Review by Ian Keogh
It became one his best loved works, but when H.P. Lovecraft first submitted At the Mountains of Madness to pulp magazine Weird Tales in 1931, it was rejected.
Lovercraft instils a sense of foreboding from the start via the revelation that the narrative is the journal of Professor William Dyer, a geologist on an Antarctic expedition. Did he survive? Two ships, the Arkham and the Miskatonic are stffed with crews who plan to acquire deep rock and soil samples in a single summer, but when they go off mission remarkable discoveries are made, each requiring additional investigation. Further suspense is induced by the team splitting, one group perched around a radio hearing the daily broadcast from their colleagues.
The first thought might be that while adapater I. N. J. Culbard has proved himself a master of period pieces, is the formal precision of his cartooning really suited to what the story becomes? There are no concerns about the first half, which features page upon page of Culbard’s meticulous studies, effortlessly evoking the 1920s and what we’d now consider primitively prepared explorers. The boats and the scenery are marvellously designed, moustaches abound on stiff upper lips, and when the full horror reveals itself we have cause to be thankful for Culbard’s style and sensitivity.
However, the appeal of Lovercraft’s story is that it’s not just tension, gore and terror. There’s also a spirit of wonder and of greater discovery than could be imagined by the explorers of the time, and for this Culbard is ideal. To a greater or lesser extent most of Lovecraft’s works posited the theory that mankind was a relatively recent occupant of Earth, which was previously tenanted by other beings, terrifying and almost unknowable to us. At the Mountains of Madness is the tale in which Lovecraft pulls together a form of chronology.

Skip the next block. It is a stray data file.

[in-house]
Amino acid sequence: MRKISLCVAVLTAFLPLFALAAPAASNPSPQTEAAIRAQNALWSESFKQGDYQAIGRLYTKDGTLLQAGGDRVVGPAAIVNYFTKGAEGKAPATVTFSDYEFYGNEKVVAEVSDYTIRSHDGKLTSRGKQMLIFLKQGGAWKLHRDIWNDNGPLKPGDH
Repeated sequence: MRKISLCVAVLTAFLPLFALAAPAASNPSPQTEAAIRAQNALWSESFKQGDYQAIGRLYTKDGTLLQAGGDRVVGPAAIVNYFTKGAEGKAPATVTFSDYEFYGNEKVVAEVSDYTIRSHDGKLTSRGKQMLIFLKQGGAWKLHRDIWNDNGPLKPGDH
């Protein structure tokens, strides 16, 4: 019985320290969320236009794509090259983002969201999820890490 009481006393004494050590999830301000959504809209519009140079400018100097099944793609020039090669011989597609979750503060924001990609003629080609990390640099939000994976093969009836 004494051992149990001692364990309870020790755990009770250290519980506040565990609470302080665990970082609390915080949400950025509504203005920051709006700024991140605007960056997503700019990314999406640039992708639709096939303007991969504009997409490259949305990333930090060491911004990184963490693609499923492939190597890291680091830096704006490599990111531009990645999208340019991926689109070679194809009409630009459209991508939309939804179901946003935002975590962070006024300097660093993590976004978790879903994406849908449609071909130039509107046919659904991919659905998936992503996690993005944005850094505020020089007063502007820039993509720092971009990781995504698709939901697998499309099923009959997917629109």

In almost all cases a source novel has a descriptive richness not even an excellent artist can evoke when adapting to comics, but the case of Lovecraft is different. As a pulp writer he was paid by the word, and the solidity of his plots often struggles to free itself from the deliberate complexity of his prose. Culbard extracts the essentials, the adventure, the suspense and the ethical conundrums to present a formidable story. It’s rich, compelling and detailed, a horror to become lost in.